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Stage Review : S.d. Company Captures The Spirit Of 'Iolanthe'

February 19, 1986|LIANNE STEVENS

SAN DIEGO — It's too bad San Diego's Gilbert and Sullivan Company doesn't have as much money as it has spunk and enthusiasm.

The company's production of "Iolanthe," which continues through this weekend, lights up the Casa del Prado with a delightfully irreverent approach to the hallowed G&S favorite, hindered only by the usual budgetary limitations.

Director Welton Jones has meddled slightly with lyrics and dialogue (the new contributions are attributed to British critic John Elsom) to give the tale of fairies and British lords a gentle nudge into the 20th Century. With even a smidgen less cooperation from his cast, the attempt might have been an embarrassment. But not so. By the time the tampering comes around, we've been fully captivated by the musical's jolly spirit.

No drudges, these lords and fairies.

For once the men outshine the women, striding their noble, red velvet and ermine entrance to Sullivan's stirring, "Loudly Let the Trumpet Bray." They've wholeheartedly embraced the pompous thick-headedness Gilbert so gleefully minced and chopped in merciless satire.

Rather than stand about awkwardly, wondering what to do with hands and feet, this chorus is busy with individually created "characters," never missing a chance to embellish with simple stumbles or arrogant twists of the head.

They're fully up to the second act's innovations, led by George Weinberg-Harter as the wigged and robed Lord Chancellor, playing out another outstanding comic interpretation with a natural flair. Weinberg-Harter is a delight, his patter-song, "Love, Unrequited, Robs Me of My Rest," so much fun it's a shame we couldn't have an instant replay--an MTV version, perhaps? If ever there were to be such a shock to tradition, it might have turned up in this production.

The fairies, as ever, are clothed in sherbet-colored, winged and glittered things. They, alone, remain timeless, as every good fairy should. Costumer Gordon Lusk has rendered some nicely intricate touches for them, but they are still a little drab, particularly the Fairy Queen (Patricia McAfee) in black and gold.

While their songs trickle arily along, these fairies move less than gracefully. Iolanthe (Algene Adams) is the exception. Her seaweed and veil cannot conceal the fact that she is, indeed, a fairy, troubled by a banishment from her fairy sisters, a mortal husband who thinks her dead and a son in love with a ward of the lecherous Lord Chancellor.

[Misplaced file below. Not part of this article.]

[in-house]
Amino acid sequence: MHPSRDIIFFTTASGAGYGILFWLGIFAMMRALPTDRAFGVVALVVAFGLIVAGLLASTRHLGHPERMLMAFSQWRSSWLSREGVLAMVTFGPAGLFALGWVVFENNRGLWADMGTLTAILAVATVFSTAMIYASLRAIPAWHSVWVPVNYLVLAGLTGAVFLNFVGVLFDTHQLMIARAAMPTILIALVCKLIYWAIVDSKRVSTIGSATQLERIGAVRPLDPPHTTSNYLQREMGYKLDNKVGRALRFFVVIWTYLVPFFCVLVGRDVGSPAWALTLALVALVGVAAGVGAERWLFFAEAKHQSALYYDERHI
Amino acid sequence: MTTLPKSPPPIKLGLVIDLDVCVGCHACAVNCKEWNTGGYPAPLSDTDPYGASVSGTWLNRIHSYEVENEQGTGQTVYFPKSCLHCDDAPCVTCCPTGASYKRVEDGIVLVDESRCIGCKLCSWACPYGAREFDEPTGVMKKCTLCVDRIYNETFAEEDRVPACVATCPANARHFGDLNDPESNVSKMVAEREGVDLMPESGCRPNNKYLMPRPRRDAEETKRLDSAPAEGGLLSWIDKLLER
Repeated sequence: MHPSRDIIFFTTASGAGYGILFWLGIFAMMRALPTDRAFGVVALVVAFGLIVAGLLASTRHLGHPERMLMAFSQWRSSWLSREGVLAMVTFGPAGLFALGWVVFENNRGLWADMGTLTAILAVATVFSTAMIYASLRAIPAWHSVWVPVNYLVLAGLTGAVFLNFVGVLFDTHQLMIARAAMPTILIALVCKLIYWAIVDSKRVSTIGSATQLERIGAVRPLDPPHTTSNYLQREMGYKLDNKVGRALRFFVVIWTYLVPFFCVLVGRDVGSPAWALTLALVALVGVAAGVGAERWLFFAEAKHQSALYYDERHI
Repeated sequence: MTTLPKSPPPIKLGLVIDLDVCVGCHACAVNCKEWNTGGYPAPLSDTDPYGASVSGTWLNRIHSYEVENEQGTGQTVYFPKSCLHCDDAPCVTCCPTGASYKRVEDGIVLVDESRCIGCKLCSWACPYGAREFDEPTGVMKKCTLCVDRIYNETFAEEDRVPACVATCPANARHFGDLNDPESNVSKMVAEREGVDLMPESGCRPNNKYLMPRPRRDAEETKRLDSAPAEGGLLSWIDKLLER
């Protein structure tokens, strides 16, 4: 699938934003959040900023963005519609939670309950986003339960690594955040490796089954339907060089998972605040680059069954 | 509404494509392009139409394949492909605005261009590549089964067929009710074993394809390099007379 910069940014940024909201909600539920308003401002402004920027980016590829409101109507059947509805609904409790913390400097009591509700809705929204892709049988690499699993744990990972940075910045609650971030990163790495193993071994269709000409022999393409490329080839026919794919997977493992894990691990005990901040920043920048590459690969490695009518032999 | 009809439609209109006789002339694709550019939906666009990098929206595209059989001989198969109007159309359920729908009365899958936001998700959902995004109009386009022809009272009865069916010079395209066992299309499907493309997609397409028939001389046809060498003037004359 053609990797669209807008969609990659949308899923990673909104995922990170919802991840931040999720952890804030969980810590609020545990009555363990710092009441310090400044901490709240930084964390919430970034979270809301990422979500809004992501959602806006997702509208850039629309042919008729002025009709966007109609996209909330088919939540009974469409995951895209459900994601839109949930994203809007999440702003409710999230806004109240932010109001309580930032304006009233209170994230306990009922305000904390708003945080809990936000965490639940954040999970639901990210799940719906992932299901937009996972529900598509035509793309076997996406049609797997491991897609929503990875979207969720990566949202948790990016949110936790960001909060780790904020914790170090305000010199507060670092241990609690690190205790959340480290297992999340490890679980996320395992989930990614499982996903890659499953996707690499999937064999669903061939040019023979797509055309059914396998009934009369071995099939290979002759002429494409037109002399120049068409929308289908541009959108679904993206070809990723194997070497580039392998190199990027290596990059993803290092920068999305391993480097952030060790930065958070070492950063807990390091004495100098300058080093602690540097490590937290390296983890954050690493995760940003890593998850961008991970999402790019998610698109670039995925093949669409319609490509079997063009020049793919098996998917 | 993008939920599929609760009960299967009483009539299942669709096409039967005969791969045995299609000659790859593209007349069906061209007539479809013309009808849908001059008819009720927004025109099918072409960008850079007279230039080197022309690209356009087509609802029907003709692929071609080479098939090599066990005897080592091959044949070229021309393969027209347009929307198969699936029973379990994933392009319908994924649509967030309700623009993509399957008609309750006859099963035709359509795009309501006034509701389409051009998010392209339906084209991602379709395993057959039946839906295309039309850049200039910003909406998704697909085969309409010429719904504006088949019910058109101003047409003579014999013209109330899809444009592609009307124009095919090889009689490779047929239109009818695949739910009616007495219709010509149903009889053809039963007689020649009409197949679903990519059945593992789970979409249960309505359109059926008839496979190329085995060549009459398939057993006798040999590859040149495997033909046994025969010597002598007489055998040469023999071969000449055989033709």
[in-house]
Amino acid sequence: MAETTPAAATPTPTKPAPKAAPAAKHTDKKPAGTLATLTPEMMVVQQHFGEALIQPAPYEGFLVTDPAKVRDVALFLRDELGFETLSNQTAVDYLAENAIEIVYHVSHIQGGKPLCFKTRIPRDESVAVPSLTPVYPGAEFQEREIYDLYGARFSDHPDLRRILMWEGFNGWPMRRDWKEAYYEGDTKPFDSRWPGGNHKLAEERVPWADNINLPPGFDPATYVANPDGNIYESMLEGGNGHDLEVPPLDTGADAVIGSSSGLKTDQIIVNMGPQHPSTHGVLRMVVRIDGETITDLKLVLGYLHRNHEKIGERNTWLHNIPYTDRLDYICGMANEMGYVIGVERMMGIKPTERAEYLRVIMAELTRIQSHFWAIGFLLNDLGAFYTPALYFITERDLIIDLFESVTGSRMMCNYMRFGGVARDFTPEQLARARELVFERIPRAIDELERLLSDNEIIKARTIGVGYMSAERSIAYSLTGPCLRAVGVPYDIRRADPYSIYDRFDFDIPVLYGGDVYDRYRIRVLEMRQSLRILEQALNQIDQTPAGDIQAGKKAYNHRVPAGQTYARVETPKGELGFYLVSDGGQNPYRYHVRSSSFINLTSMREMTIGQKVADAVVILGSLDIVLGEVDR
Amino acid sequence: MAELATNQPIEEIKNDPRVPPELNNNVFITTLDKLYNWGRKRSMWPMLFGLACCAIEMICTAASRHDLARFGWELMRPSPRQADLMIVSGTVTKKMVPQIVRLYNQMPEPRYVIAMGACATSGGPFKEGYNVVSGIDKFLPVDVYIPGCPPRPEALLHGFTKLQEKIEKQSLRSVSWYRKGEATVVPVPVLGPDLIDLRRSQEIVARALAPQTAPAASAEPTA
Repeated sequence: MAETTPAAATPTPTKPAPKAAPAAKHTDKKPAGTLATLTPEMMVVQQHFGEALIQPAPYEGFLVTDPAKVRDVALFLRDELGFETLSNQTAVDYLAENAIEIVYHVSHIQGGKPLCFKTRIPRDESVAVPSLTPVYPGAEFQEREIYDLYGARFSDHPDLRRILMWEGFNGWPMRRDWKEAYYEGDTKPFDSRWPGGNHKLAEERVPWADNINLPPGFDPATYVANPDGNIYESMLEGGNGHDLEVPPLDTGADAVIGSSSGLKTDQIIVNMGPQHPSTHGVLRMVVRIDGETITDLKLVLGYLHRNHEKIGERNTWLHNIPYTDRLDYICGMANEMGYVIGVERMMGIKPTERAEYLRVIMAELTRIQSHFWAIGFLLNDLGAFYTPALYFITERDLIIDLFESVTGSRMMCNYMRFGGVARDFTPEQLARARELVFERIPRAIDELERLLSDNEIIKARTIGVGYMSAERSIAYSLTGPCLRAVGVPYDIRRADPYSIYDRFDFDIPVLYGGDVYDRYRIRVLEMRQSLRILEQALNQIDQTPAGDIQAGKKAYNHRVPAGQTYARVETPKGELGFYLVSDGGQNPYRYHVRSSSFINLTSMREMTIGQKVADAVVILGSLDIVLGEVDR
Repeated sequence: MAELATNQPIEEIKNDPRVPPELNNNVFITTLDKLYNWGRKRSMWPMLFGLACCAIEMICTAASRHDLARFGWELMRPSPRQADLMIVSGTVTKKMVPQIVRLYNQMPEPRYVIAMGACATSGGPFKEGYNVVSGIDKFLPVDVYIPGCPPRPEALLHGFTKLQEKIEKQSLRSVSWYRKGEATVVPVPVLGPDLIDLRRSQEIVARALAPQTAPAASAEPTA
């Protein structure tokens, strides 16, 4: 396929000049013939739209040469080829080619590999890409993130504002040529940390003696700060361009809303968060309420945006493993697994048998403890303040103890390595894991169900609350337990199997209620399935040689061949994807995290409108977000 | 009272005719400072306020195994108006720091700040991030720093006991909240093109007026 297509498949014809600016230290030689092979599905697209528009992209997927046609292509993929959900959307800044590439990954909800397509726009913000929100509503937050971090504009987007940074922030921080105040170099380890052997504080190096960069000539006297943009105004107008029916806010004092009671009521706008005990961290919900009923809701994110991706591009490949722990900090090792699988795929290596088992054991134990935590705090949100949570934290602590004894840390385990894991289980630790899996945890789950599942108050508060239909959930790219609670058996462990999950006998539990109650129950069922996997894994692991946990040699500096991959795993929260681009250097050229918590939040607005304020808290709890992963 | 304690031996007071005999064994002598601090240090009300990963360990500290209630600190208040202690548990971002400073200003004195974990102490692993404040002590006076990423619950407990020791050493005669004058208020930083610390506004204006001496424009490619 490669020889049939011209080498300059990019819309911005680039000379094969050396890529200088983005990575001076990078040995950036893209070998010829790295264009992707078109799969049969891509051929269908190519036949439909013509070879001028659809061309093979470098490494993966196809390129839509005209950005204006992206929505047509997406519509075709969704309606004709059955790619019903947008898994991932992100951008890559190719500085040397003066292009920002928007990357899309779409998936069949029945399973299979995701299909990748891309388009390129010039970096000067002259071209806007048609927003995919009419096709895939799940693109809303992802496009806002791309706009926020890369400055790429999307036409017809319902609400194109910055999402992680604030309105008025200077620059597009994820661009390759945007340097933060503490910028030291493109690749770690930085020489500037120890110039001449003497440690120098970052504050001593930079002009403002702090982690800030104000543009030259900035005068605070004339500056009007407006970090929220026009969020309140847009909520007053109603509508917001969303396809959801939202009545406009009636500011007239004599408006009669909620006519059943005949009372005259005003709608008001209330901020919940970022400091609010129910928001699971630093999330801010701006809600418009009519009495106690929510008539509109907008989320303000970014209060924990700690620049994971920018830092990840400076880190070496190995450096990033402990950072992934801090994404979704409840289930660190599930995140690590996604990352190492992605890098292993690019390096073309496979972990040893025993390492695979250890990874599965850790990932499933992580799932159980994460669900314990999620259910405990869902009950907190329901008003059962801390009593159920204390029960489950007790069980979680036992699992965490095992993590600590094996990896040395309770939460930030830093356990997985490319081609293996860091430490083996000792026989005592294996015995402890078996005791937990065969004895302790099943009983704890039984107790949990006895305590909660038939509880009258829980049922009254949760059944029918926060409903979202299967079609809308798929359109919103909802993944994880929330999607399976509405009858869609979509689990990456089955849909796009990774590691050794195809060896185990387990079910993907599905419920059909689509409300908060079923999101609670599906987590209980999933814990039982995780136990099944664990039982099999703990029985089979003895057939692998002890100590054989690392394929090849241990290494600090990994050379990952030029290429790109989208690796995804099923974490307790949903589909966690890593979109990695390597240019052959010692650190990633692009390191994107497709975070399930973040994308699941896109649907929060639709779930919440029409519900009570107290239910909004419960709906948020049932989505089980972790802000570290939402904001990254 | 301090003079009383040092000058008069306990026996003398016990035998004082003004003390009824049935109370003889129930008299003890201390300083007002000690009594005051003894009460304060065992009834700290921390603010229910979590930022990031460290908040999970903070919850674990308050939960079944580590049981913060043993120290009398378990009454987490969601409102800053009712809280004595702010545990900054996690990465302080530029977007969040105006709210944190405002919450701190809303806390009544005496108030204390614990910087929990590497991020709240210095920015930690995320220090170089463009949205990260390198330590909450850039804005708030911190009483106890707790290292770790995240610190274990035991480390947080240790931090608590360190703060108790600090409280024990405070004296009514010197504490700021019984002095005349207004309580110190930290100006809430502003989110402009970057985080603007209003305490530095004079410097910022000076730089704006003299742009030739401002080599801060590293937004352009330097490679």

The star-crossed couple, Shari Milow-Ferrelli as Phyllis and Lee Vahlsing as Strephon, are both sweetly sincere and vocally competent.

The tangling up and unraveling of their love knot is much too silly to relate in full. It all ends up with a surprising but happy twist, of course, so preposterous we cannot help but love it. And Jones has added to it a cute reference to a modern fairy lady's life style, which won't be revealed here.

Elsewhere, what was in Gilbert and Sullivan's time a reference to the well-known local fire captain has become a fun little jab at that most modern British official, Princess Di--a figure to be emulated, the love-stricken fairies are told, because she wisely considers "sex a minor factor, and never fails to govern Wales."

But these few liberties do nothing to alter the fact that Sullivan's score and Gilbert's lyrics outshine anything one might try to add. Musically, this is a very even production, solidly executed by musical director Hollace Koman, orchestra and cast. The company boasts some beautiful voices, most notably Joseph Craiger's melted-butter baritone as Private Willis of the Grenadier Guards.

Tim Reeve's lighting does not serve the production well, losing itself in shadows and missing some of the clever details built into the second act set. But Reeve's design boasts one beautiful touch: tiny glittering fairy lights that blink on whenever the immortal sisters grace the stage. The golden twinkles almost compensate for the ladies' visual dullness.

Larry Anhorn's choreography works well for the men, carried out with pizazz by Weinberg-Harter and two Lords (Michael Cox and John Greyshak) in their comic "He Who Shies at Such a Prize."

"Iolanthe" is one of the local company's best, highly recommended for a delightful evening of song and satire. If the troupe maintains this level of performance quality, perhaps its financial circumstances will improve--with San Diego receiving the ultimate benefit.

"IOLANTHE" Lyrics by W.S. Gilbert. Music by Arthur S. Sullivan. Directed by Welton Jones. Musical director is Hollace Koman. Choreography by Larry Anhorn. Set design by N. Dixon Fish. Costumes by Gordon J. Lusk. Lighting design by Tim Reeve. Revised dialogue and lyrics by John Elsom. Starring Patricia McAfee, Algene Adams, Lee Vahlsing, Shari Milow-Ferrelli, George Weinberg-Harter, Michael Cox, John Greyshak, Joseph Craiger, Lynn Kerr, Robin Gillette. Friday and Saturday at 8 p.m., Sunday at 2:30 p.m., through Sunday at Casa del Prado Theatre, Balboa Park. Produced by the San Diego Gilbert & Sullivan Company.

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